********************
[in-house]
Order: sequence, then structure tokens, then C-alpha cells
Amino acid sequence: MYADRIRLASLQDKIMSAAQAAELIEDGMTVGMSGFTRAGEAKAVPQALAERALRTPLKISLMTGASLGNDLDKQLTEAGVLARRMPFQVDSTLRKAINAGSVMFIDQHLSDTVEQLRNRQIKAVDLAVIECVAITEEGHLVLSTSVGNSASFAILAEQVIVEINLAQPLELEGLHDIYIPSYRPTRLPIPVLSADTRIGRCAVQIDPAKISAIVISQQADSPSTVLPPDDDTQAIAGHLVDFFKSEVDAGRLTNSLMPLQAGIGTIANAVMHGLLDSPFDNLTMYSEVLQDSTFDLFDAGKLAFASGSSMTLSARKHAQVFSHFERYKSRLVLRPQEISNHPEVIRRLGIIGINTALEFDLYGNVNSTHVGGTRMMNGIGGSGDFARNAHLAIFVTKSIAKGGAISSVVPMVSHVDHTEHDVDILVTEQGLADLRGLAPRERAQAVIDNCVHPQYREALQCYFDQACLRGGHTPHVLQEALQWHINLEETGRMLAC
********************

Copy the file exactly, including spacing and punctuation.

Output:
[in-house]
Order: sequence, then structure tokens, then C-alpha cells
Amino acid sequence: MYADRIRLASLQDKIMSAAQAAELIEDGMTVGMSGFTRAGEAKAVPQALAERALRTPLKISLMTGASLGNDLDKQLTEAGVLARRMPFQVDSTLRKAINAGSVMFIDQHLSDTVEQLRNRQIKAVDLAVIECVAITEEGHLVLSTSVGNSASFAILAEQVIVEINLAQPLELEGLHDIYIPSYRPTRLPIPVLSADTRIGRCAVQIDPAKISAIVISQQADSPSTVLPPDDDTQAIAGHLVDFFKSEVDAGRLTNSLMPLQAGIGTIANAVMHGLLDSPFDNLTMYSEVLQDSTFDLFDAGKLAFASGSSMTLSARKHAQVFSHFERYKSRLVLRPQEISNHPEVIRRLGIIGINTALEFDLYGNVNSTHVGGTRMMNGIGGSGDFARNAHLAIFVTKSIAKGGAISSVVPMVSHVDHTEHDVDILVTEQGLADLRGLAPRERAQAVIDNCVHPQYREALQCYFDQACLRGGHTPHVLQEALQWHINLEETGRMLAC